Siemens Gamesa service terms for record PPA show growing risk comfort
Siemens Gamesa's 25-year service contract for Norsk Hydro's longest-ever wind purchase in Sweden highlights an increasing appetite for long-term performance risk in the highly competitive operations and maintenance (O&M) market.
In July, Norwegian aluminium company Norsk Hydro signed a 29-year wind purchase contract with Green Investment Group (GIG), a subsidiary of Macquarie, for a new 235 MW onshore wind farm in Overturingen, Sweden.
The contract is believed to be the world’s longest corporate wind power purchase agreement (PPA) and shows growing investor comfort in corporate PPA-backed projects. In 2017, GIG and Norsk Hydro partnered on the 650 MW Markbygden Ett onshore wind farm, Europe's largest onshore wind project. Including hydroelectric supply, Norsk hydro supplies over 100% of Norway power needs from renewable sources.
Global wind and solar procurement has soared as companies take advantage of falling costs to meet carbon reduction objectives. After a surge in U.S. PPA activity, European deals are on the rise with a growing interest from industrial groups.
The Overturingen wind farm is scheduled to be online by December 2019 and is expected to generate around 0.8 TWh/year. The PPA provides Norsk Hydro with 0.3 TWh/year of baseload supply for the period 2021 to 2031, rising to 0.55 TWh/year for the period from 2031 to 2050.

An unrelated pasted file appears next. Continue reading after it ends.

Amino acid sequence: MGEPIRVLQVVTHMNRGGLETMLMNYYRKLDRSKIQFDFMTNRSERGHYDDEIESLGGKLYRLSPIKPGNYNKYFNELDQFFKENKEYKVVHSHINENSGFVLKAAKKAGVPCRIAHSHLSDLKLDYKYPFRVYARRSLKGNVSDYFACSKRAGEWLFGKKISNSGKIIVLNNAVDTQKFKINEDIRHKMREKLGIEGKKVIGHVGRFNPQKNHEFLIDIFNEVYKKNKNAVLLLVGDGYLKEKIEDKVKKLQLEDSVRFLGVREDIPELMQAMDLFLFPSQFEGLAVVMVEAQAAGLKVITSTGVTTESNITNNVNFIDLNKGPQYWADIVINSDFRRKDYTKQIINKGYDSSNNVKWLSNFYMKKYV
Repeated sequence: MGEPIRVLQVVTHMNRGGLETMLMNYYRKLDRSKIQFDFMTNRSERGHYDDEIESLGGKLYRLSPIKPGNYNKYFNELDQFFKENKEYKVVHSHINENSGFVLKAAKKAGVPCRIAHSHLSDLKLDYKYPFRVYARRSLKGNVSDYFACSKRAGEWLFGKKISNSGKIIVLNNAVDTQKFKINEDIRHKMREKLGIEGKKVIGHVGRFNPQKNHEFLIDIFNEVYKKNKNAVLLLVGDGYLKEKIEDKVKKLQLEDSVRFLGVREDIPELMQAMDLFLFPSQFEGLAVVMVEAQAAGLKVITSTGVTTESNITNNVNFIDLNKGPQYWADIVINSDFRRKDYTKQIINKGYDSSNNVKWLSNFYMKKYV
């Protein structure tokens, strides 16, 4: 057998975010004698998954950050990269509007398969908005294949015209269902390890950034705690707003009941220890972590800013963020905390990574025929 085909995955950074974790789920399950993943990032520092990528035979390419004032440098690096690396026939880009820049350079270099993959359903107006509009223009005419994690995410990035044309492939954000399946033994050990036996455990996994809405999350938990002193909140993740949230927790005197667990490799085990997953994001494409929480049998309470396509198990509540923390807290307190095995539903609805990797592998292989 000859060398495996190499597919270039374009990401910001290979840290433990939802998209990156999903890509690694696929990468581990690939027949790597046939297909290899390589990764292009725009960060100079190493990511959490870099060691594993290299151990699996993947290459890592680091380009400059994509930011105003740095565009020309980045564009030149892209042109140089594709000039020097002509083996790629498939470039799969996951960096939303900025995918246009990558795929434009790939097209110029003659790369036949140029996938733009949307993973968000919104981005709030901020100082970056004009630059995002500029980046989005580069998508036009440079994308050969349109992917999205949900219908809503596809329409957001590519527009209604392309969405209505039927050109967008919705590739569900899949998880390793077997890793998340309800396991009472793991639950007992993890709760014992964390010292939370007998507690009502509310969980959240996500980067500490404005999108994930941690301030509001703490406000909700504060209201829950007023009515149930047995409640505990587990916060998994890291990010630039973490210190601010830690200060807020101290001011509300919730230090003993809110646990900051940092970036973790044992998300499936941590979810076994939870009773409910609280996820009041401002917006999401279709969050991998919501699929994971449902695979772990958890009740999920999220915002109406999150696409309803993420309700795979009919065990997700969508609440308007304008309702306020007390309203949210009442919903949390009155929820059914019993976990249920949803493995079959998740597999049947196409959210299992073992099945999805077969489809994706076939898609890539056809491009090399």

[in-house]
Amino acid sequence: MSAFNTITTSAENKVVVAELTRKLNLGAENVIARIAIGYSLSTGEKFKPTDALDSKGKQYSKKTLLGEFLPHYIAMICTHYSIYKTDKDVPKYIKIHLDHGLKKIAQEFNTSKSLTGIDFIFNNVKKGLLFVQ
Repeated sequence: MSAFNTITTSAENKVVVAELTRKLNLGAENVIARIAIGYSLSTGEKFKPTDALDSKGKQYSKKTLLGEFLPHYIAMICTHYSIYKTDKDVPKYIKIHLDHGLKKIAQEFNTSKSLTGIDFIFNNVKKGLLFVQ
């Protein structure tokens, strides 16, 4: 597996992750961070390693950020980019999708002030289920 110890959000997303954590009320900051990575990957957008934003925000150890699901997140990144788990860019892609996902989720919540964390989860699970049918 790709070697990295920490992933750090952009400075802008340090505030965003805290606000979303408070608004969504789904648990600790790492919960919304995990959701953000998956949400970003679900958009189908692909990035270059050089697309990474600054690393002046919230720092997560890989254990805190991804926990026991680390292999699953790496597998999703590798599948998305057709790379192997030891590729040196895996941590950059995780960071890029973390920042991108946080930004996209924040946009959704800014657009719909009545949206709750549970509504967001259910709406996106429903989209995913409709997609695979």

Siemens Gamesa will supply 56 of its 4.2 MW turbines and will also provide operations and maintenance (O&M) services through a 25-year service agreement which incorporates an energy yield-based availability guarantee.
The long tenor of the O&M contract shows how service providers are taking on a greater scope of performance risk to gain a share of the growing wind O&M market.
The wind O&M market is set to soar in the coming years as operators in Europe and North America look to optimize growing fleets and ageing turbines.
Annual investments in wind operations and maintenance (O&M) in U.S. and Canada will rise from a current level of $5 billion-$6 billion to $7.5 billion by 2021, eclipsing capex spending for the first time, IHS Markit said in a recent report.
North American wind opex vs capex
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Source: IHS Markit, September 2018.
In Europe, Middle East and Africa (EMEA), annual onshore wind O&M spending is estimated at around $5 billion in 2018, according to Bloomberg New Energy Finance (BNEF).
Original equipment manufacturers (OEMs) such as Siemens Gamesa are increasingly moving into the third-party servicing market, where they face competition from independent service providers (ISPs) and operators' in-house teams.
BNEF has estimated that 71% of the 300 GW of onshore wind capacity installed in EMEA at the start of 2018 was out of warranty, aged between six and 27 years old.
The long-term tenor of Siemens Gamesa’s O&M contract for Overturingen incurs a broad range of risks.
Siemens Gamesa will take on risks associated with technology performance, equipment costs, spare parts supply and labor supply, as well as wider economic uncertainties such as currency exchange rates, a company spokesperson said.
On the upside, innovations in component efficiency, spare parts strategies, and preventative maintenance are expected to create O&M savings going forward.